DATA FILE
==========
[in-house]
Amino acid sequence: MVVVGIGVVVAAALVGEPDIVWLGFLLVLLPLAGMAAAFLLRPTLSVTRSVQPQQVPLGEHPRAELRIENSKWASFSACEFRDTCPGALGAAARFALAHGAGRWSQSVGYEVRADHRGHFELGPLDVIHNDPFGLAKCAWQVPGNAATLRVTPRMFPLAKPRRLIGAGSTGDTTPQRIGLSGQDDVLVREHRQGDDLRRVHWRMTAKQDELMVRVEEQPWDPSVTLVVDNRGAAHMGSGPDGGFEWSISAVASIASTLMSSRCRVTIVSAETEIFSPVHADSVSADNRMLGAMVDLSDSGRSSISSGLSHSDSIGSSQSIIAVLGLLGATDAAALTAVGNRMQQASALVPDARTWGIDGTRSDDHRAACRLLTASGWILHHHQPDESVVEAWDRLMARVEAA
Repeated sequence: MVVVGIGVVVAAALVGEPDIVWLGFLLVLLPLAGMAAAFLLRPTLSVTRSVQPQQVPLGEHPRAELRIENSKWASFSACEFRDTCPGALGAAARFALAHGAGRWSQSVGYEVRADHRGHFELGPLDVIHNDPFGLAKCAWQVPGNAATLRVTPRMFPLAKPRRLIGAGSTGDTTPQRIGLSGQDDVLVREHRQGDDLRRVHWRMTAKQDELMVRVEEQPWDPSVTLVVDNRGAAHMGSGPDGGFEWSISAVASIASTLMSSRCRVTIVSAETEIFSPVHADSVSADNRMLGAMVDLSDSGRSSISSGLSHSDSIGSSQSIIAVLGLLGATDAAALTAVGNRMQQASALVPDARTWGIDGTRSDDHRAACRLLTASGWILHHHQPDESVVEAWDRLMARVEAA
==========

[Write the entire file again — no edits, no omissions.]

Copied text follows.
[in-house]
Amino acid sequence: MVVVGIGVVVAAALVGEPDIVWLGFLLVLLPLAGMAAAFLLRPTLSVTRSVQPQQVPLGEHPRAELRIENSKWASFSACEFRDTCPGALGAAARFALAHGAGRWSQSVGYEVRADHRGHFELGPLDVIHNDPFGLAKCAWQVPGNAATLRVTPRMFPLAKPRRLIGAGSTGDTTPQRIGLSGQDDVLVREHRQGDDLRRVHWRMTAKQDELMVRVEEQPWDPSVTLVVDNRGAAHMGSGPDGGFEWSISAVASIASTLMSSRCRVTIVSAETEIFSPVHADSVSADNRMLGAMVDLSDSGRSSISSGLSHSDSIGSSQSIIAVLGLLGATDAAALTAVGNRMQQASALVPDARTWGIDGTRSDDHRAACRLLTASGWILHHHQPDESVVEAWDRLMARVEAA
Repeated sequence: MVVVGIGVVVAAALVGEPDIVWLGFLLVLLPLAGMAAAFLLRPTLSVTRSVQPQQVPLGEHPRAELRIENSKWASFSACEFRDTCPGALGAAARFALAHGAGRWSQSVGYEVRADHRGHFELGPLDVIHNDPFGLAKCAWQVPGNAATLRVTPRMFPLAKPRRLIGAGSTGDTTPQRIGLSGQDDVLVREHRQGDDLRRVHWRMTAKQDELMVRVEEQPWDPSVTLVVDNRGAAHMGSGPDGGFEWSISAVASIASTLMSSRCRVTIVSAETEIFSPVHADSVSADNRMLGAMVDLSDSGRSSISSGLSHSDSIGSSQSIIAVLGLLGATDAAALTAVGNRMQQASALVPDARTWGIDGTRSDDHRAACRLLTASGWILHHHQPDESVVEAWDRLMARVEAA